Foreign Rights


André Pozner was born in 1943 in Berkeley, California. Over the years, he pursued various professions including chief editor at Zoom magazine, unemployment, songwriting and book publishing. Vladimir Pozner (1905–1992) was an important writer who valued discretion. A friend of Gorki, he had ties to Babel and Mayakovsky , helping to make Russian literature known in France in the 1920s. His work as a novelist got off to a flying start in the 1930s with Tolstoï est mort and Le Mors aux dents. A militant antifascist, he took refuge in the US during the war. A globe-trotter, storyteller, and pioneer of literary form, Pozner devoted his life and his unique voice to bearing witness to his century.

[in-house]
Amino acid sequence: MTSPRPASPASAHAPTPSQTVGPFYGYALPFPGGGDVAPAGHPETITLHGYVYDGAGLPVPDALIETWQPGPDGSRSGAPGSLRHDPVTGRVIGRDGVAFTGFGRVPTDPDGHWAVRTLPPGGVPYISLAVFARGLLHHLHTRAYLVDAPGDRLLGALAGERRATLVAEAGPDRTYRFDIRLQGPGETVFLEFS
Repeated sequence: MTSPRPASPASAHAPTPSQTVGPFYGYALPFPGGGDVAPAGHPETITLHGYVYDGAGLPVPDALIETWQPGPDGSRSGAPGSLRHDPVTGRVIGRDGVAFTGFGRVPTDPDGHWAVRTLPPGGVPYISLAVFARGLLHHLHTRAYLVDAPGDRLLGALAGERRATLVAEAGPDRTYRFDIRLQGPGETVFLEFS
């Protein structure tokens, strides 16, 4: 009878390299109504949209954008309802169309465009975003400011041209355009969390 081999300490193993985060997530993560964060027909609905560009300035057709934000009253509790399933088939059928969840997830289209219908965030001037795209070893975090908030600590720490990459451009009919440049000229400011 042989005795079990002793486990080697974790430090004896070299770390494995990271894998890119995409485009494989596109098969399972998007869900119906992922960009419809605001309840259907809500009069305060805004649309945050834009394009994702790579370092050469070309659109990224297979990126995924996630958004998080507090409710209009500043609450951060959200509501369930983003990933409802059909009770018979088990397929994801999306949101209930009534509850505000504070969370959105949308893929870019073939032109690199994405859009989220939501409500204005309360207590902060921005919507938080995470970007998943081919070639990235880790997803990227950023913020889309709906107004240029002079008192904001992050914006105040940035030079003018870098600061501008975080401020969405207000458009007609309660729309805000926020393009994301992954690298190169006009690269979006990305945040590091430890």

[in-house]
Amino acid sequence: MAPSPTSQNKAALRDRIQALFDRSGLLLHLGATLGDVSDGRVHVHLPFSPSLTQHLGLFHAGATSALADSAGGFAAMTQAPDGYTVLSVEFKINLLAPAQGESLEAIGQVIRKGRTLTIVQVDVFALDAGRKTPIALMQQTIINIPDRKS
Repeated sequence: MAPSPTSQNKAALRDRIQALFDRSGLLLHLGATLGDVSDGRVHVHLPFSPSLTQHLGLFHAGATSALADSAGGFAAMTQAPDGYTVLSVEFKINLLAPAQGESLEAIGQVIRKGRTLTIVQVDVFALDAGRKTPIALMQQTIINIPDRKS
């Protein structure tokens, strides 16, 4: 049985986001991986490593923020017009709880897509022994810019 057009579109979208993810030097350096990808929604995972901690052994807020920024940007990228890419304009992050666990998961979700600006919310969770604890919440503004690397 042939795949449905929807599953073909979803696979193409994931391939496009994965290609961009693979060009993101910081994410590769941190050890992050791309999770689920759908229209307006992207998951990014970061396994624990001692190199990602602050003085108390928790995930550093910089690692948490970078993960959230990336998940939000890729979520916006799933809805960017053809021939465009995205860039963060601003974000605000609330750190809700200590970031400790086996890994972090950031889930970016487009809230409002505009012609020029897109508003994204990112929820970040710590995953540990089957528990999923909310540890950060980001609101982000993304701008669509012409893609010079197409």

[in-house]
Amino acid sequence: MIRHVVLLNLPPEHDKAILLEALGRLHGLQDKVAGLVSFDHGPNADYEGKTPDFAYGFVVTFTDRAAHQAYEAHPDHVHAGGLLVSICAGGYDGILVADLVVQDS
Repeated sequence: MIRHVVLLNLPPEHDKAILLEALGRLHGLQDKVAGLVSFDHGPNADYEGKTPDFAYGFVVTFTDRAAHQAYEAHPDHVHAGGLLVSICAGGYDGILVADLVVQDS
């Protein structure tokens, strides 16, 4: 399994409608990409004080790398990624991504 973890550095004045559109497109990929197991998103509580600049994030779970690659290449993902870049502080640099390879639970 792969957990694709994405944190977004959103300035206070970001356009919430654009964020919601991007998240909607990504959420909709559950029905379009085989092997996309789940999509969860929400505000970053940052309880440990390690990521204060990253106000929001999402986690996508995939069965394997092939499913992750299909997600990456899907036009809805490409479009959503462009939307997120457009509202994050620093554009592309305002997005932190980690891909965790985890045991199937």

Full profile (french)


128 pages
Released: 10 October 2012
The most famous photographer? Now, perhaps. But during his lifetime, was he the gentle one, the lucky one, the humorist, the humanist? Certainly not. André Pozner shares his memories, describing in words and images his Doisneau years—which are also his Prévert years, for it was at Jacques Prévert’s home that they met. The three of them went for longwalks, the conversation jumping fromone subject to another. Doisneau the photographer became the photographed. A group of friends with Paris as the setting. André Pozner profiles an artist who blazed a trail in the years after the turbulence of May 1968. Far from providing a romantic vision, Doisneau’s cities and suburbs hit us with their hard greyness. What’s brilliant is his eye, the emotions he strives to convey: love, humour, and especially resistance. The resistance of a little fellow smiling beneath his velvet cap, who hated injustice and said: “There are times when you work like a barbarian, with a virtually animalistic need to do things, without thinking. These are times of great creativity.”
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